It’s the Halloween time of year again, and just throwing it out there, but I guess you might be finding it harder to stay on the fitness ‘straight & narrow’ as we run into the festive season, consuming a bit more alcohol than normal, chomping on some salty sweets and let’s not forget all the sugary ‘trick or treat’ fare. You might even have some war wounds after running around town late one night chasing bats dressed up as Batman – cape, knickers at minus 2 degrees? Sound familiar? HAVE NO FEAR – Fitness On Toast’s healthy (& seasonally on-trend) Pumpkin Soup to the rescue – it’s ultra hydrating and nutrient-rich to make up for all the sugary sweets, alcohol and salt in which you’ve been overindulging! Plus it’s packed with minerals and vitamins to help recover from a heavy night out or just a little man-cold. Read MORE for ingredients & ‘How To’, here! (more…)
This post is about an alternative, healthy ‘burger’ recipe which takes inspiration from a recent blog trip to New York. ‘When in Rome’ do as the New Yorkers… with that in mind it seemed right that on my monumental ‘cheat day’ I should go overboard and indulge in a proper American burger, milkshake & fries! If you read this blog regularly, you’ll know this is a VERY rare occasion indeed! I headed to the grand opening of Shake Shack in Grand Central Station, which I’d heard so much about (great PR!). To celebrate it I wore my favourite gold burger ring by GoldieRox – gorgeous jewellery celebrating junk food, best of all with 0 calories!!! (On that matter, in America most menus now include ‘calories’ which is really helpful!)
I was fully aware that this meal would rack up some seriously naughty numbers but I was blown away; I consumed 1870 calories in just one meal, which is pretty much what I would typically eat in a day!!! Going to Shake Shack was certainly a bit of a fun outing, and I believe you do have to enjoy and live life a little now and then, but this serves as a reminder of just how easily you could be consuming a VAST amount of the wrong kind of calories without even realising it. In the event, I could only manage a half of my portion (still 935 calories), and since my body isn’t used to it, I struggled for the rest of the day. I’m much more at home with a healthy alternative; my previous healthy burger recipe included a tuna steak; this alternative is my nutritious, low-fat, low-sugar and lower-calorie ‘Skirt Steak Wrap’ (pictured below), which weighs in at a nutritious 485 calories, bursting with vitamins minerals and quality protein. See MORE pictures, ingredients and ‘how to make it’ below…
Be inventive and make your own protein powder recipes! But rather than some horrific chemical-tasting ‘banana’ concoction, why not try adding almonds, oats, chia seeds, hemp seeds, frozen or fresh blueberries, blackberries and plain yogurt to thicken the texture, diversify the flavour and inject some nutrients! In this post, I run through my two personal favourite protein recipes. They’re a great way to start the day, a strong boost before/during a workout, as well as an excellent reload after a tough session!
Protein enables so many vital functions in our bodies; it helps to regulate hormones (e.g. insulin to control blood glucose levels), maintains and repairs the body, regulates enzyme release (including that for digestion), and stimulates antibody production and muscle growth, to name just a few. In that light, it’s worth making sure you’re consuming not only the the right amount but also the correct quality of protein on a daily basis. If you’re a veggie it’s worth taking particular care to ensure you have enough ‘complete proteins’ in your diet (most plants are incomplete proteins meaning one or more of the essential amino acids are missing). One way to tackle this is to combine certain plants as they aren’t missing the same amino acids, and thereby forming a complete protein (such as beans, lentils, grains, nuts & seeds). If you’re not a veggie, then apart from what I just mentioned, then meat, dairy and eggs are the obvious sources of protein. A foodstuff will never be absolutely pure protein, so check into the quality quantity and saturated fat content of the product.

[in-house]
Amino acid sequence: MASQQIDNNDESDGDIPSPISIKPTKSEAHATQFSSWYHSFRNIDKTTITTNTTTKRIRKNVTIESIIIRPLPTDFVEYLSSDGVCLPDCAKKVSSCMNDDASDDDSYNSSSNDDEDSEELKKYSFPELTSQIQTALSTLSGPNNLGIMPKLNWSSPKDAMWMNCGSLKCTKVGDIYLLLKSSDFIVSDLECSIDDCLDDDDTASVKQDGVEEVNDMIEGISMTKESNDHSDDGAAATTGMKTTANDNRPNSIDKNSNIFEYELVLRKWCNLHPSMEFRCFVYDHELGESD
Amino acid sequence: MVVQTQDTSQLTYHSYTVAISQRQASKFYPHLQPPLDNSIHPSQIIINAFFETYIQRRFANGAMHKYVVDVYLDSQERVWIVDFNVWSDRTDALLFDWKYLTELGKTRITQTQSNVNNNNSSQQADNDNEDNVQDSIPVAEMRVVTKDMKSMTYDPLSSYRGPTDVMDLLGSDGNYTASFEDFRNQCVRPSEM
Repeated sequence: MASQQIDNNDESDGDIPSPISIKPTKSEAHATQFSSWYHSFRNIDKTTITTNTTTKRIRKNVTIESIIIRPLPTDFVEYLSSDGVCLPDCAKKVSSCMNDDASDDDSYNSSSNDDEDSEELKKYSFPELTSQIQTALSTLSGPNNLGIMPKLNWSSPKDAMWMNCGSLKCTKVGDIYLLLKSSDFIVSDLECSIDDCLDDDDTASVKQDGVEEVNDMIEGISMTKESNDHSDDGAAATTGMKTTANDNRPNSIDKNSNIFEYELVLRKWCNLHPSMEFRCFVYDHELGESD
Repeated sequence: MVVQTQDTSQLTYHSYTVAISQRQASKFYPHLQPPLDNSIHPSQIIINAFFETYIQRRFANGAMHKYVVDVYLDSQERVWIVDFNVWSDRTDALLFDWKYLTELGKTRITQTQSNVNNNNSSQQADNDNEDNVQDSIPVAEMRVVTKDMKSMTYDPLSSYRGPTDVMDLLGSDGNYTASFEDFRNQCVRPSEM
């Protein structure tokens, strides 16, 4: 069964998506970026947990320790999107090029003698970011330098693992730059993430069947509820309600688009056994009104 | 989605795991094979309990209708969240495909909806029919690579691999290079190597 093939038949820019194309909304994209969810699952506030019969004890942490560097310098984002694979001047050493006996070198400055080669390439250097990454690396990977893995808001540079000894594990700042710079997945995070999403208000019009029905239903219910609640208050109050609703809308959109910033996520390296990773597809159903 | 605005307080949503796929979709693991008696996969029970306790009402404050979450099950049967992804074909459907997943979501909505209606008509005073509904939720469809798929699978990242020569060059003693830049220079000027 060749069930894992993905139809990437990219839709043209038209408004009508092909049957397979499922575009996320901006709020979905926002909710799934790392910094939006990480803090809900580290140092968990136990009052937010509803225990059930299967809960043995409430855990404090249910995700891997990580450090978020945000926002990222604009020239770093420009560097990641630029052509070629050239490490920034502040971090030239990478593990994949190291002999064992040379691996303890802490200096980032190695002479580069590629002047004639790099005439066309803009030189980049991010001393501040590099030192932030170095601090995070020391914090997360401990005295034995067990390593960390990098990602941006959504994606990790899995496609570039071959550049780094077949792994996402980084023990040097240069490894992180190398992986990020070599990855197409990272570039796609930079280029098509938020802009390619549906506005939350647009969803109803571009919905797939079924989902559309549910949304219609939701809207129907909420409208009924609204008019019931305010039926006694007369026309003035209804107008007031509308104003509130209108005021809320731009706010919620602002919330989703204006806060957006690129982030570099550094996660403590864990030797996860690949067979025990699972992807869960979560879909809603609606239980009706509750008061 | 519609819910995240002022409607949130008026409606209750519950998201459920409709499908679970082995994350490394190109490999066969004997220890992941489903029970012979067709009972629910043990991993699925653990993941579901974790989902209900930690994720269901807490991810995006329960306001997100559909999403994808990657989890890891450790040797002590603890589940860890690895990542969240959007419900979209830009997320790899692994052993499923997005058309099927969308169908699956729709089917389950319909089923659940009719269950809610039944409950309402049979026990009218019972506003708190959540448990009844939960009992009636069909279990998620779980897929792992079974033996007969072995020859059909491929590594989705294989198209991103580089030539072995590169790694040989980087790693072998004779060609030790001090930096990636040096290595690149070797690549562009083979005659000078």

HOW MUCH DO YOU NEED?
Your daily protein requirement will depend upon your body weight and lifestyle, upon how active you are, and upon what type of training goals you have. Training puts the body under an increased amount of stress, following which it’s in need of repair and recovery. Almost all muscle growth takes place outside the gym (especially whilst you’re sleeping) and depends upon what and how much nutrition you provide your body with to initiate muscular repair. This is the time to ‘up’ the protein intake. I often get healthy stuff from the store next to my gym, Holland and Barrett. They have a vast selection of protein powders and offer good deals with things like their penny sale (buy one, get another for a penny). I do want to emphasise that these powders are supplements, meaning they are additive to an already existing complete and healthy diet – they are not replacements for meals! There is no precise science, but typically, nutritionists will calculate the min. daily protein requirement by taking your body weight in kg and multiplying that by 0.8 (if lbs, it’s x 0.37). The number you get is the number of grams of protein you should be eating as the daily minimum. So if I weigh 55kg, I should be consuming a minimum of 44grams of protein every day.
See my two favourite protein powder recipes here!